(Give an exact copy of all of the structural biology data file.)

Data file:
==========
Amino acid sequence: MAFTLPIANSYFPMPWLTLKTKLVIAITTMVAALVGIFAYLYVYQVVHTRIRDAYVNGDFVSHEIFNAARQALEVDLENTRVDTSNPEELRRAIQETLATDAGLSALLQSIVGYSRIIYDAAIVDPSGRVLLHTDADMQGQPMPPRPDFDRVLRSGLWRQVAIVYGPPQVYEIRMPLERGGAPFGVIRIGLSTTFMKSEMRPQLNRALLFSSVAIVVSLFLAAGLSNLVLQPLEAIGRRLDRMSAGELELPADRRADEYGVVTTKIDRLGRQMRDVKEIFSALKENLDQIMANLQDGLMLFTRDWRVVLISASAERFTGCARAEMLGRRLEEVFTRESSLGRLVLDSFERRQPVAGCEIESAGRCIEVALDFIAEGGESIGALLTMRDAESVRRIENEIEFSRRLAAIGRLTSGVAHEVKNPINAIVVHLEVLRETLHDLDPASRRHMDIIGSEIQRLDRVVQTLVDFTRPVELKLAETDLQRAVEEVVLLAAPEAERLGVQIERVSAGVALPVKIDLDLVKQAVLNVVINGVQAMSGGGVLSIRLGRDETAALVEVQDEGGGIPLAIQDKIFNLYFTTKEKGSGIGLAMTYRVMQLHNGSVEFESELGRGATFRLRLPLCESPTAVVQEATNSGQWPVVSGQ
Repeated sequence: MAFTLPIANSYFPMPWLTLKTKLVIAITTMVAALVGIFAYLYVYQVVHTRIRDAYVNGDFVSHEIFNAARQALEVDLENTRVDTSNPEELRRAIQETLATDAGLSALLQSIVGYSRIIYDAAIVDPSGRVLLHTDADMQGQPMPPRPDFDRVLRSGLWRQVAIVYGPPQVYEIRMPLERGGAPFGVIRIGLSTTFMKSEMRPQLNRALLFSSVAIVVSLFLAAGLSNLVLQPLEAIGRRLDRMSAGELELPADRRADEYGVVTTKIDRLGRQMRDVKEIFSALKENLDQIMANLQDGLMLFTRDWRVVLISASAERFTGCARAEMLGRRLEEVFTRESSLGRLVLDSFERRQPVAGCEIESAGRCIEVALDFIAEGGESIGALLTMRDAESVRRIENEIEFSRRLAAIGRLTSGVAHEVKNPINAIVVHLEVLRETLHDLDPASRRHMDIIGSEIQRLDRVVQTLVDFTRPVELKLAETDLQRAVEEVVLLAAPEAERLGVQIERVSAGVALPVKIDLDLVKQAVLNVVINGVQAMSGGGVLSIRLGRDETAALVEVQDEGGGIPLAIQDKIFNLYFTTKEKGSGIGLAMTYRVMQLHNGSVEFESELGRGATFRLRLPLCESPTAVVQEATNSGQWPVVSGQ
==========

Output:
Amino acid sequence: MAFTLPIANSYFPMPWLTLKTKLVIAITTMVAALVGIFAYLYVYQVVHTRIRDAYVNGDFVSHEIFNAARQALEVDLENTRVDTSNPEELRRAIQETLATDAGLSALLQSIVGYSRIIYDAAIVDPSGRVLLHTDADMQGQPMPPRPDFDRVLRSGLWRQVAIVYGPPQVYEIRMPLERGGAPFGVIRIGLSTTFMKSEMRPQLNRALLFSSVAIVVSLFLAAGLSNLVLQPLEAIGRRLDRMSAGELELPADRRADEYGVVTTKIDRLGRQMRDVKEIFSALKENLDQIMANLQDGLMLFTRDWRVVLISASAERFTGCARAEMLGRRLEEVFTRESSLGRLVLDSFERRQPVAGCEIESAGRCIEVALDFIAEGGESIGALLTMRDAESVRRIENEIEFSRRLAAIGRLTSGVAHEVKNPINAIVVHLEVLRETLHDLDPASRRHMDIIGSEIQRLDRVVQTLVDFTRPVELKLAETDLQRAVEEVVLLAAPEAERLGVQIERVSAGVALPVKIDLDLVKQAVLNVVINGVQAMSGGGVLSIRLGRDETAALVEVQDEGGGIPLAIQDKIFNLYFTTKEKGSGIGLAMTYRVMQLHNGSVEFESELGRGATFRLRLPLCESPTAVVQEATNSGQWPVVSGQ
Repeated sequence: MAFTLPIANSYFPMPWLTLKTKLVIAITTMVAALVGIFAYLYVYQVVHTRIRDAYVNGDFVSHEIFNAARQALEVDLENTRVDTSNPEELRRAIQETLATDAGLSALLQSIVGYSRIIYDAAIVDPSGRVLLHTDADMQGQPMPPRPDFDRVLRSGLWRQVAIVYGPPQVYEIRMPLERGGAPFGVIRIGLSTTFMKSEMRPQLNRALLFSSVAIVVSLFLAAGLSNLVLQPLEAIGRRLDRMSAGELELPADRRADEYGVVTTKIDRLGRQMRDVKEIFSALKENLDQIMANLQDGLMLFTRDWRVVLISASAERFTGCARAEMLGRRLEEVFTRESSLGRLVLDSFERRQPVAGCEIESAGRCIEVALDFIAEGGESIGALLTMRDAESVRRIENEIEFSRRLAAIGRLTSGVAHEVKNPINAIVVHLEVLRETLHDLDPASRRHMDIIGSEIQRLDRVVQTLVDFTRPVELKLAETDLQRAVEEVVLLAAPEAERLGVQIERVSAGVALPVKIDLDLVKQAVLNVVINGVQAMSGGGVLSIRLGRDETAALVEVQDEGGGIPLAIQDKIFNLYFTTKEKGSGIGLAMTYRVMQLHNGSVEFESELGRGATFRLRLPLCESPTAVVQEATNSGQWPVVSGQ